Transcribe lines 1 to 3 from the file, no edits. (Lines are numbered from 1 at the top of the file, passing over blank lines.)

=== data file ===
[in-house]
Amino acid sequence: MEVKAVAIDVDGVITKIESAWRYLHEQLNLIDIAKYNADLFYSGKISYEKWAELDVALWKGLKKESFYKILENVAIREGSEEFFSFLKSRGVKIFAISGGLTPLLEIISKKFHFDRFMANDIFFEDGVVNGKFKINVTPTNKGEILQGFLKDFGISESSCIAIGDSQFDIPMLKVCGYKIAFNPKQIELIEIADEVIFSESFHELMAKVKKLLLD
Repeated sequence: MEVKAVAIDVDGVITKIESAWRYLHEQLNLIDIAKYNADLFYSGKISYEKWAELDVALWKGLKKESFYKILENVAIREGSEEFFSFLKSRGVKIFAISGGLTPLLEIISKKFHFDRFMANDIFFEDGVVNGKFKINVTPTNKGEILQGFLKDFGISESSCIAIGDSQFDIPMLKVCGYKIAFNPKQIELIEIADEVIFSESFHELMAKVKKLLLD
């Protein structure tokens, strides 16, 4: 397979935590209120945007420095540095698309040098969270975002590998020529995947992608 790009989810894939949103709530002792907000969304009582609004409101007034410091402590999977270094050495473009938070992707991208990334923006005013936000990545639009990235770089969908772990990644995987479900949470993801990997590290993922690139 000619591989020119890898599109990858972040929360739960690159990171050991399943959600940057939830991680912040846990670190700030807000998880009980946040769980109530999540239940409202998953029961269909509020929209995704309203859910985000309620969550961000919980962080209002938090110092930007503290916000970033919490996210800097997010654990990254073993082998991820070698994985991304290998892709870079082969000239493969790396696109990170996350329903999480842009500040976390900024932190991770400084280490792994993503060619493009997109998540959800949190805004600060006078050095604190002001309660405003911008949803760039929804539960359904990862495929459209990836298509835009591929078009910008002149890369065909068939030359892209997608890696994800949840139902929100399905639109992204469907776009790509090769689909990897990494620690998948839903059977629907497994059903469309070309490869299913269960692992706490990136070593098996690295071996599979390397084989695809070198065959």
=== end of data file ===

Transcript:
[in-house]
Amino acid sequence: MEVKAVAIDVDGVITKIESAWRYLHEQLNLIDIAKYNADLFYSGKISYEKWAELDVALWKGLKKESFYKILENVAIREGSEEFFSFLKSRGVKIFAISGGLTPLLEIISKKFHFDRFMANDIFFEDGVVNGKFKINVTPTNKGEILQGFLKDFGISESSCIAIGDSQFDIPMLKVCGYKIAFNPKQIELIEIADEVIFSESFHELMAKVKKLLLD
Repeated sequence: MEVKAVAIDVDGVITKIESAWRYLHEQLNLIDIAKYNADLFYSGKISYEKWAELDVALWKGLKKESFYKILENVAIREGSEEFFSFLKSRGVKIFAISGGLTPLLEIISKKFHFDRFMANDIFFEDGVVNGKFKINVTPTNKGEILQGFLKDFGISESSCIAIGDSQFDIPMLKVCGYKIAFNPKQIELIEIADEVIFSESFHELMAKVKKLLLD